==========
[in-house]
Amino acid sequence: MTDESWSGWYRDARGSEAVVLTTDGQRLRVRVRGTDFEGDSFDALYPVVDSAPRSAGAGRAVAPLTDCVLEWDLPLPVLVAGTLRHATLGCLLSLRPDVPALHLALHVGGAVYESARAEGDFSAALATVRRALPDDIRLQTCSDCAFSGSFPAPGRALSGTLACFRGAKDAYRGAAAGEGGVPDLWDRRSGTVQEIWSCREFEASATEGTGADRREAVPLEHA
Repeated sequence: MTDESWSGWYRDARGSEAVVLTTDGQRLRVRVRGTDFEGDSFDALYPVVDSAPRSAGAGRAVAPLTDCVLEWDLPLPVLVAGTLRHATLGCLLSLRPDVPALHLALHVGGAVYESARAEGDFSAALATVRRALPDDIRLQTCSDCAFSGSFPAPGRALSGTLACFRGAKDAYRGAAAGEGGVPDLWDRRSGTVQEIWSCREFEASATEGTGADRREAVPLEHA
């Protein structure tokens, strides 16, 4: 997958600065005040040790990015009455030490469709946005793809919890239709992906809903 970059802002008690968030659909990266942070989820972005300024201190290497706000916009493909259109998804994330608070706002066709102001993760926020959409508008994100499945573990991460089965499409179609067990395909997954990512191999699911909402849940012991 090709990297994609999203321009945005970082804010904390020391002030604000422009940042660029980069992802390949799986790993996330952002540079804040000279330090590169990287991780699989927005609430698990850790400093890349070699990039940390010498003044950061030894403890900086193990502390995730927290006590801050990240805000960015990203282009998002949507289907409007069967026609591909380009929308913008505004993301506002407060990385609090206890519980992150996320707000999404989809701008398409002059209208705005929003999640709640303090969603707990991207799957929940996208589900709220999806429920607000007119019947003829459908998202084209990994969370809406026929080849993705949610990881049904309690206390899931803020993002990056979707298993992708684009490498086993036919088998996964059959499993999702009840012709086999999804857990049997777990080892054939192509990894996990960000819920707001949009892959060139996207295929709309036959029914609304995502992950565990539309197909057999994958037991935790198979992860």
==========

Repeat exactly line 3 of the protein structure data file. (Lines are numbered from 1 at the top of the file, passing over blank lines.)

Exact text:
Repeated sequence: MTDESWSGWYRDARGSEAVVLTTDGQRLRVRVRGTDFEGDSFDALYPVVDSAPRSAGAGRAVAPLTDCVLEWDLPLPVLVAGTLRHATLGCLLSLRPDVPALHLALHVGGAVYESARAEGDFSAALATVRRALPDDIRLQTCSDCAFSGSFPAPGRALSGTLACFRGAKDAYRGAAAGEGGVPDLWDRRSGTVQEIWSCREFEASATEGTGADRREAVPLEHA